# Proving a complex function is continuous.

I've recently started complex analysis but I have very little background in complex numbers and to make sure I don't fall behind I'm doing some extra exercises one of which is

Show $f$ is continuous on $\mathbb C$

$${f(z)=\begin{cases} z^{2} / |z| \qquad &\mbox{when } z\neq0,\\ 0 \qquad &\mbox{when }z=0. \end{cases}}$$

I know the epsilon delta proof for limits quite well and the limit definition of continuous but I don't know how to apply them to this function. Can anybody help or at least get me started?

I'm sure you will agree with me that for $z \not= 0$, $f(z)$ is continuous.

The only point of concern is the continuity at $z=0$.

Now consider

$$|f(z)|=|\frac{z^2}{|z|}|=\frac{|z|^2}{|z|}=|z|$$

and we can use a result:

$|f|$ has a limit $0$ as $z \rightarrow c$ $\iff$ $f$ has a limit $0$ as $z \rightarrow c$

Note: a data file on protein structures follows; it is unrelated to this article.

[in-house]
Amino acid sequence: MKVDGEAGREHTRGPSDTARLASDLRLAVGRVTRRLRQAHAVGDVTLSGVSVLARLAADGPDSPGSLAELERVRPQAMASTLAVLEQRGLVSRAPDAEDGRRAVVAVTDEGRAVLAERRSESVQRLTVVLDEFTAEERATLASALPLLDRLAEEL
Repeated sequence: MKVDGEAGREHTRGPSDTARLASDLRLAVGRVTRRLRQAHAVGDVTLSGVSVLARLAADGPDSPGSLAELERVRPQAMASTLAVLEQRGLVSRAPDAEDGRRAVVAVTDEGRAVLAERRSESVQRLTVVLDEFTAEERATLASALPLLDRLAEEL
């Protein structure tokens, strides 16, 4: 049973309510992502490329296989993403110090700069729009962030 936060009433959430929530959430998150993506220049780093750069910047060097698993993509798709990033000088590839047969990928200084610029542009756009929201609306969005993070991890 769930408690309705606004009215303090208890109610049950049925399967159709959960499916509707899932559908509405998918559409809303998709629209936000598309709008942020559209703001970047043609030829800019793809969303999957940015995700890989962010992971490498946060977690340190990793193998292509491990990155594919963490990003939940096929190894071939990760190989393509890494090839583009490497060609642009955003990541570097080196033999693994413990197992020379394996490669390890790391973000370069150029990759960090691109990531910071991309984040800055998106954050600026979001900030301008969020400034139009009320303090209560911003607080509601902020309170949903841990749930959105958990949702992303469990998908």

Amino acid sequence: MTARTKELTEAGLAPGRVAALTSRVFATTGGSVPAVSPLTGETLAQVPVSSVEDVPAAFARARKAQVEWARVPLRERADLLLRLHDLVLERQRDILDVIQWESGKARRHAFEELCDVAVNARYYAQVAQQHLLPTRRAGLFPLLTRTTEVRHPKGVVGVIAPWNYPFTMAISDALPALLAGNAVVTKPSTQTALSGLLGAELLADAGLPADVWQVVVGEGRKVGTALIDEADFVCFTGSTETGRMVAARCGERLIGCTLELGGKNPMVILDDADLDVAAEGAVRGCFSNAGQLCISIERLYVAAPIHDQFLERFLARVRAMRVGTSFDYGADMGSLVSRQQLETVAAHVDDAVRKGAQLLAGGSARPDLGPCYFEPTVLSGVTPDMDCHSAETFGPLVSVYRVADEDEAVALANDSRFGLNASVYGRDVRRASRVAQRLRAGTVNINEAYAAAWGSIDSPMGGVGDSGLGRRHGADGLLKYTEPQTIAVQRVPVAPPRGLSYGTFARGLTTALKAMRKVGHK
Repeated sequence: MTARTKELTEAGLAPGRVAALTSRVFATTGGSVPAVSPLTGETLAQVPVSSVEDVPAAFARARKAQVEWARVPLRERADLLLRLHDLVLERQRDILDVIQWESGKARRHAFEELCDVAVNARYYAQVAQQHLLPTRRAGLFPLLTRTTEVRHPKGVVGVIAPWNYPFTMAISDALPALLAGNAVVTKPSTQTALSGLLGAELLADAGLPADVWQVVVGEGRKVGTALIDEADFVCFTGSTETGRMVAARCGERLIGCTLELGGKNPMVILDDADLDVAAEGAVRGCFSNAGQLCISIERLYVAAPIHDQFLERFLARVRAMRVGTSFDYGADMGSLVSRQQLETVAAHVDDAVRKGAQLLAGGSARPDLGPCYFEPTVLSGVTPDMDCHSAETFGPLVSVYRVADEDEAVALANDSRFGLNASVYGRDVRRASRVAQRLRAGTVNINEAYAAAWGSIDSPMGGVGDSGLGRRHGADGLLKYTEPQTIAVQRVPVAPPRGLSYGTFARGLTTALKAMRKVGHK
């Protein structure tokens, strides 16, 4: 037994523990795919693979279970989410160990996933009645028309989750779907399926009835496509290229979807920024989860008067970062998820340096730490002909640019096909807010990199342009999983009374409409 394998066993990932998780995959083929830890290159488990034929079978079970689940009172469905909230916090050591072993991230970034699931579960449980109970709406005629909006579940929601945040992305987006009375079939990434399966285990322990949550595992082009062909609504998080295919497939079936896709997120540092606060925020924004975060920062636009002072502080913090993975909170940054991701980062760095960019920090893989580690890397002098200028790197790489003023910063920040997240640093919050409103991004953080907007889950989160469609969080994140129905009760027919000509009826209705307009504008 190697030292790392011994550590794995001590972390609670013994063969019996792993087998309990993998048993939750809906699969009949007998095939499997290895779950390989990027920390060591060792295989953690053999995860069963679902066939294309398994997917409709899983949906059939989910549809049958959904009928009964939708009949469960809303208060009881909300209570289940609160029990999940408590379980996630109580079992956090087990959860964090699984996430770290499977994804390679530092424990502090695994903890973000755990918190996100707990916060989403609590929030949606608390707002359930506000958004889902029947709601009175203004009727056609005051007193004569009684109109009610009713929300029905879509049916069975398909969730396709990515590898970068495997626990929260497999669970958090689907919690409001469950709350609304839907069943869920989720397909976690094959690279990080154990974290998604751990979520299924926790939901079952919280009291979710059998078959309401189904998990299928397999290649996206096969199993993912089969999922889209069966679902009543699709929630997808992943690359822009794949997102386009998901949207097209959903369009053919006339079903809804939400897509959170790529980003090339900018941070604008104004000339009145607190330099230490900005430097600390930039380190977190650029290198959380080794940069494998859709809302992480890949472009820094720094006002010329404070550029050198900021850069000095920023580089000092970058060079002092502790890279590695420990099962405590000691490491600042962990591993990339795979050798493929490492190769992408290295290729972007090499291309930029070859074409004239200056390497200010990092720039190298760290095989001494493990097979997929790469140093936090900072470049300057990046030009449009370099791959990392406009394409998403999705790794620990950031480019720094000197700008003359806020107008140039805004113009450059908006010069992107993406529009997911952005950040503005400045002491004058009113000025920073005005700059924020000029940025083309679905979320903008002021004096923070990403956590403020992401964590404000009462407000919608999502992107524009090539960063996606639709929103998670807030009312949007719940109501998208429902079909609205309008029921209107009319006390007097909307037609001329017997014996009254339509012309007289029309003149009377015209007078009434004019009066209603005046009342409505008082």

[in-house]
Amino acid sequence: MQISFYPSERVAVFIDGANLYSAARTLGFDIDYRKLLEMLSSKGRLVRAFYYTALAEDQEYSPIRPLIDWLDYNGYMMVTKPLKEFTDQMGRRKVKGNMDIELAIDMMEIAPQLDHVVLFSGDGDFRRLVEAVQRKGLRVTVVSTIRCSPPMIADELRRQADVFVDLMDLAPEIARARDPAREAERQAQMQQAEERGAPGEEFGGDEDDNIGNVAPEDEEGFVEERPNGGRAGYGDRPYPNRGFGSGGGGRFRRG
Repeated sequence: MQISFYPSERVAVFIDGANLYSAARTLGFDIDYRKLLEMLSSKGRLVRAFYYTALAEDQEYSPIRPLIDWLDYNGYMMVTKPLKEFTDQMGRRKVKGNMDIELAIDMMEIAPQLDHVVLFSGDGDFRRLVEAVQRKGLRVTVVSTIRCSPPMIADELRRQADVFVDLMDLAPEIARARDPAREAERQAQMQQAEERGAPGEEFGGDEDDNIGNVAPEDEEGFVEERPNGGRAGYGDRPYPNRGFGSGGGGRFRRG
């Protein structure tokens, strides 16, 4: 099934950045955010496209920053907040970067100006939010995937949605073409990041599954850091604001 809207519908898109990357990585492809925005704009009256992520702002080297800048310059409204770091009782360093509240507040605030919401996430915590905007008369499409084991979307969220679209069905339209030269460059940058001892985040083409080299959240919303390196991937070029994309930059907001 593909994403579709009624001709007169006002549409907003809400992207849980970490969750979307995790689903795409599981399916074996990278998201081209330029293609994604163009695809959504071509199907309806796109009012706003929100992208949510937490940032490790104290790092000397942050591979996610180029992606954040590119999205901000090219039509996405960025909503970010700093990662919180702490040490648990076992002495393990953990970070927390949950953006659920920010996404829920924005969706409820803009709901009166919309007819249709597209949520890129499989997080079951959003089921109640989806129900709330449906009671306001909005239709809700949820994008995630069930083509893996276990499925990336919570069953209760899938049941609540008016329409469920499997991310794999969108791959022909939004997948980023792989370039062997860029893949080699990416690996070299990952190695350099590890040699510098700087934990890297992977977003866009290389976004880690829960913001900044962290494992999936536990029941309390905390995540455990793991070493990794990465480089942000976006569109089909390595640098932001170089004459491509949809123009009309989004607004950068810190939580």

And we have

$$\lim_{z \to 0}|z|=0$$ So $$\lim_{z \to 0}f(z)=0=f(0)$$

and it follows that $f$ is continuous at $z=0$.

• Take the modulus of f(z)! Thank you. I had your first statement written and had gotten down to zero being the point of concern. Thanks again very easy to follow. – Padraic Feb 18 '14 at 12:53

$$\lim_{z \to 0} \ \ \left | \frac{ \ \ z^{2}}{|z|} \right | = \lim_{z \to 0} \ \ \left |z \cdot \frac{ z}{|z|} \right | = \lim_{z \to 0} \ \ |z| \cdot\left | \frac{ z^{}}{|z|} \right | = \lim_{z \to 0} \ \ |z| = 0$$

But $0$ is the only complex number with modulus $0$ , so $$\lim_{z \to 0} \ \ \frac{ \ \ z^{2}}{|z|} = 0$$ and then your function is continous